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Romance Languages & Literatures pres.

Writing Migration Through the Body

Dr. Emma Bond, University of St. Andrews

Writing Migration Through the Body Writing Migration Through the Body
Writing Migration Through the Body
11:30am - 1:00pm
RLL Commons (4th floor), Modern Languages Building

4:30pm - 6:00pm
RLL Commons (4th floor), Modern Languages Building

Migration is embodied movement, and the effects of migration are felt bodily. Bodies also populate creative art and fiction responses to contemporary migration and provide an interpretative key for how we might think about the transnational experience of mobility. In this talk Dr. Bond will present her 2018 monograph "Writing Migration through the Body," which draws on a range of texts and visual art that link Italy to other sites of migration and diaspora. It argues that the individual bodies that move in contemporary migration flows are the primary agents through which the transcultural passages of images, emotions, ideas, memories – and also histories and possible futures – are enacted.

Emma Bond is Reader (Associate Professor) in Italian and Comparative Literature at the University of St Andrews, UK. She has published widely on border and migration literature ("Writing Migration through the Body," 2018; "Destination Italy: Representing Migration in Contemporary Media and Narrative," 2015), and on Trieste and psychoanalysis ("Disrupted Narratives: Illness, Silence and Identity in Svevo, Pressburger and Morandini," 2012; "Freud and Italian Culture," 2009). Emma is founding co-Editor of the ‘Transnational Italian Cultures’ book series (Liverpool University Press) and founding section Editor for Comparative Literature for "Modern Languages Open." Her current book project is on "Re-Collecting Empire: Transnational Modes of Collecting, Curating and Display." Emma has held fellowships at the School of Advanced Study, London; Bogliasco Foundation, and the Wolfsonian-FIU. She was awarded a Philip Leverhulme Prize for her outstanding contribution to the field of Languages and Literatures in 2019.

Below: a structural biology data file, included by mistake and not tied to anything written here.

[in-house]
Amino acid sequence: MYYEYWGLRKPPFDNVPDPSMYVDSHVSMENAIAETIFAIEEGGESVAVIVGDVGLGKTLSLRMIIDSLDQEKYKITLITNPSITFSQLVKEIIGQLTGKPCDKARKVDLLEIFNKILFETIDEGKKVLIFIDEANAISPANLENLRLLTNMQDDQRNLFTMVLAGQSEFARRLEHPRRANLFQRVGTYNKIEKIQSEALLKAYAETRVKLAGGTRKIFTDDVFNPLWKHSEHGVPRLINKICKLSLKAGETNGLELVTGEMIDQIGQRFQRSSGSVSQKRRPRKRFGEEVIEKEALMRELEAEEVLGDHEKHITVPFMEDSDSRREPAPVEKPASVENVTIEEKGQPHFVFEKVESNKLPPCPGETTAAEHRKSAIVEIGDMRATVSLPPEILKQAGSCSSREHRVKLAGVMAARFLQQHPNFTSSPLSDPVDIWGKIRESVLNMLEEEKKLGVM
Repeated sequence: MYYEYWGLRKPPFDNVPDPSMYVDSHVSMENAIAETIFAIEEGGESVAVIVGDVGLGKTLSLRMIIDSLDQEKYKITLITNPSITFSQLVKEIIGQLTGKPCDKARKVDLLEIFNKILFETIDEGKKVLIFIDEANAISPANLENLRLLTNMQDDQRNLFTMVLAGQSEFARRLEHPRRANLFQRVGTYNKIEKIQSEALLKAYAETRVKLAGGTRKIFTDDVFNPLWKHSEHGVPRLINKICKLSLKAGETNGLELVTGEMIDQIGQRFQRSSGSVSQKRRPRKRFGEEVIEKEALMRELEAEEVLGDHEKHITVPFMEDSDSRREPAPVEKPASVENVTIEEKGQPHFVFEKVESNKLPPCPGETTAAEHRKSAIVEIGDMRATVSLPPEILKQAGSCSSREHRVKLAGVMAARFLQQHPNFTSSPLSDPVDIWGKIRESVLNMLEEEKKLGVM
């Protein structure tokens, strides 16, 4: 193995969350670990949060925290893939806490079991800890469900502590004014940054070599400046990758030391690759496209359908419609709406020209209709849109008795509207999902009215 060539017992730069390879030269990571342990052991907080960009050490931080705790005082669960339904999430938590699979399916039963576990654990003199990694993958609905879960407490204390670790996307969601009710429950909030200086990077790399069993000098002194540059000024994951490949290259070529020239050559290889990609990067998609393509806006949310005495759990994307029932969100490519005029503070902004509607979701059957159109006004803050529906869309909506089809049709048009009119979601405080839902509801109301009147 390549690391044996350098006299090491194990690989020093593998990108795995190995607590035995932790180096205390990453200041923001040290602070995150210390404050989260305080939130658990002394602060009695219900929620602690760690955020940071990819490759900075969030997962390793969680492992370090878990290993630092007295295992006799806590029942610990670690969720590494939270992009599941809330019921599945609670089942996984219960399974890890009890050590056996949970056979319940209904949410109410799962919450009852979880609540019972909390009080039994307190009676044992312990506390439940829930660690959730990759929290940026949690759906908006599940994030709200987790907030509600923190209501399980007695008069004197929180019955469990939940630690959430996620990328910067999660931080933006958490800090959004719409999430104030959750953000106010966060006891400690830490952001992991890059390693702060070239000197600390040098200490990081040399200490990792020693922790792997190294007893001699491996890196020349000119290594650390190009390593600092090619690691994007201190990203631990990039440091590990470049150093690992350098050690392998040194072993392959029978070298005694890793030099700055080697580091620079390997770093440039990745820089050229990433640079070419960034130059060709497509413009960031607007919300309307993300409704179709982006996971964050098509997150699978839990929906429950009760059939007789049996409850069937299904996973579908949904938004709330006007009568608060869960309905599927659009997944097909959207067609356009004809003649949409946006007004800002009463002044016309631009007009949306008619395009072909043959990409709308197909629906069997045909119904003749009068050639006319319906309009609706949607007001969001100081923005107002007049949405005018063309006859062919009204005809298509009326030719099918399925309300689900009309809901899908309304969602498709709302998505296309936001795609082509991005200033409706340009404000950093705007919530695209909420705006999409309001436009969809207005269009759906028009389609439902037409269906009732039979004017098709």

For interested graduate students: Please RSVP to Giulia Ricco ( for a lunch workshop (January 13th, 11:30-1:00) with Dr. Emma Bond dedicated to rewriting colonial history from a female perspective, looking at works by Igiaba Scego, Nadifa Mohamed and Maaza Mengiste.

This is event is free and open to the public. Sponsored by: Department of Romance Languages and Literatures, Department of Comparative Literature, Women's Studies Department, Center for European Studies, Program in International & Comparative Studies, and the LSA Dean's Office.
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